Discussions about “Slow Food” tend to conjure up images of days gone by.  Sheep grazing leisurely on the rolling hillsides in an old-fashioned European town, cheese made on a pioneer’s farm, candlelit dinners before the invention of buzzing, distracting cell phones.  While it can be fun to indulge in these nostalgic reveries, what does Slow Food look like in today’s fast-paced world?  This is the question Vincent Mcintosh is trying to answer.

img_8993No one could doubt that Vincent is a modern man.  Dressed fashionably in dark-washed jeans and a plaid button up, I find him hunkered down behind a laptop plastered with stickers bearing logos of Grand Rapids businesses. He’s typing away, working on one of his many projects, but looks up with a vibrant smile as I approach.

“Tell me about Slow Food,” he requests.

Good, clean, fair food for all- these are the pillars of the Slow Food Movement.  Food that’s made well, grown with care, available and accessible.  Vincent nods in agreement: I’m preaching to the choir.  He has grown up eating fresh vegetables and snacking on apples.  His mother is a manager at Harvest Health, his father the sous chef at the Amway hotel.  This guy knows good food when he sees it.

Vincent also knows that good, clean, fair food is viewed as a privilege for far too many.  Both his parents were born in Jamaica and immigrated to London where they met.  Together they made that transition to America in search of opportunities. Grand Rapids became their home – they settled in the Oakdale projects.

Vincent grew up in the projects: a food desert.  He remembers his mom and dad working late into the night.  They were “hustlers”, always on the lookout for the chance to progress.  Amidst the all-consuming push to make a life in Grand Rapids, they managed to create real, wholesome food.  The focus on whole foods from their native cultures remained.  Even when pressed for time, frozen vegetables and leftover meat could be transformed into chicken curry.

“Here’s onion. Here’s garlic.”

His father would offer a bite of each for Vincent to sample as he watched dinner preparation.  

“What do you taste?”  

Ten-year-old Vincent let flavors bloom on his tongue.  He gained an intimate knowledge of a vegetable’s pure taste.   

If you know your ingredients, Vincent declares, “anything with salt and pepper you can make taste amazing.”

His parents’ hard work eventually won them work that allowed the family to move out of the projects into the suburbs.  Vincent applied to culinary school in Traverse City.  Yet, he was disenchanted, learning techniques that his accomplished father, who had cooked for both Amway and DeVos, had already taught him.  He would play with assignments, creating meals that deviated from the recipes the instructors dispersed.

“If you follow recipes you’re cheating, you’re following a formula,” Vincent declares.  Perhaps this philosophy comes from his heritage: In Jamaica every region cooks chicken curry a little differently.  They have different vegetables in season, different flavor preferences, different techniques for cooking.  The usual, structured culinary system of apprenticeship and hierarchy doesn’t work for Vincent either.  He wants to create his own food, build his own restaurant, layer flavors the way his palate guides him – which leads us to Irie.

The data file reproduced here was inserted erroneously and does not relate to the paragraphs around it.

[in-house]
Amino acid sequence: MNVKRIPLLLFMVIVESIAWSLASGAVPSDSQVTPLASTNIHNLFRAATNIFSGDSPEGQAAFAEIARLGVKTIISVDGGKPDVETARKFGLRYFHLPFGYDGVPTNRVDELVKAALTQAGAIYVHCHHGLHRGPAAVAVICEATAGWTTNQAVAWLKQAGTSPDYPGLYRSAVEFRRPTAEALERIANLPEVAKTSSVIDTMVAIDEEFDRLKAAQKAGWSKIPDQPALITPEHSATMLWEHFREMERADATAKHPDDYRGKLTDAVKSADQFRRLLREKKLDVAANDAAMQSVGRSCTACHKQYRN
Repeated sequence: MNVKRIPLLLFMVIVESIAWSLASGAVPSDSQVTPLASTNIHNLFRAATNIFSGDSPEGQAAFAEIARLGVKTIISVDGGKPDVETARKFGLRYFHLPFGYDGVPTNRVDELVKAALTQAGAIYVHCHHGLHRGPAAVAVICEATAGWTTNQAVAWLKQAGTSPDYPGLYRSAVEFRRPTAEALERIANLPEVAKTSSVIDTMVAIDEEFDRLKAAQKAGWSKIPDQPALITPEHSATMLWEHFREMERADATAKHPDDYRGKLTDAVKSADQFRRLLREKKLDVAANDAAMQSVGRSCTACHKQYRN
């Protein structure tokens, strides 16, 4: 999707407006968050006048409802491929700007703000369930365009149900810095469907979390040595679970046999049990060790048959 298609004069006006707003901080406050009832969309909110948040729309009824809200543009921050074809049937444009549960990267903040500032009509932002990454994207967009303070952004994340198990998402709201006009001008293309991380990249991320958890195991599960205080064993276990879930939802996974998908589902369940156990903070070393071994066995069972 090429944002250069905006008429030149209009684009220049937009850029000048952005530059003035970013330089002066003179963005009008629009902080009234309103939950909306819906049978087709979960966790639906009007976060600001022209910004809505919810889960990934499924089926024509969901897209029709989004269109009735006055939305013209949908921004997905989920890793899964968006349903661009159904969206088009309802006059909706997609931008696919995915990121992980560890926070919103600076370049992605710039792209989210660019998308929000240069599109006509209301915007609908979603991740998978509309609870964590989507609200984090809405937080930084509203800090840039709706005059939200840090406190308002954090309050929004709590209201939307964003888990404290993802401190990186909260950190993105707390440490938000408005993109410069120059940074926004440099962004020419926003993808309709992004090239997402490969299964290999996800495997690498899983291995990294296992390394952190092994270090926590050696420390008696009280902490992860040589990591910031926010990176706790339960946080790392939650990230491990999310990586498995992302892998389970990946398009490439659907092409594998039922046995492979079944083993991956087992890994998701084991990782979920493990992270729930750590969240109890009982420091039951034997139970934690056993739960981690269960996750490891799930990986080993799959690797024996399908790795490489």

img_7669Vincent developed the concept for Irie and pitched it to his father, who agreed to back it.  Irie itself is a brand, meaning the name can cover a line of drinks, microwavable meals, and any other ideas he comes up with.  Irie.Kitchen – fresh, casual, healthy, and local – is the restaurant itself. It will serve Caribbean food, pulling from the Jamaican roots, with hefty, comforting, family style portions.  He hopes to source from local farmers and work from a basic menu while adding in seasonal variation.  There will be vegan and vegetarian options – jerk mushrooms and curried garbanzo beans for starters.  He wants to create slow food for this fast-food loving generation.  Irie.Kitchen will be quick, easy, comforting, and affordable but retain its nutrition, seasonality, integrity, and (perhaps most importantly) flavor.

Technology and video will be incorporated to capture the interest of today’s tech-savvy culture.  A lookbook featuring food (a staple in the fashion industry) will replace the cookbook most restaurants produce. He already has created brief how-to videos and posted them on Instagram to help more people learn how to create delicious food.  On top of it, he’s working on cooking fifteen turkeys to distribute to families for the holidays.  The youthful exuberance Vincent approaches these ventures with is impossible to deny.

Are you worried about profit? About biting off more than you can chew? About details? About all that can go wrong when opening a restaurant? These questions flash through my mind immediately.  Yet, Vincent is used to taking risks.  He has taken after his parents with his hustling spirit: He already works as marketing director for Carbon Stories, a local media company and holds a supporting role in Munyagwa, a Grand Rapids-based clothing line.  He’s used to risks, thinking outside the box, and rolling with the punches.

“What I’m doing is intuitive, has technique behind it, and feels good.”  Vincent says with infectious confidence.  “It’s gold.”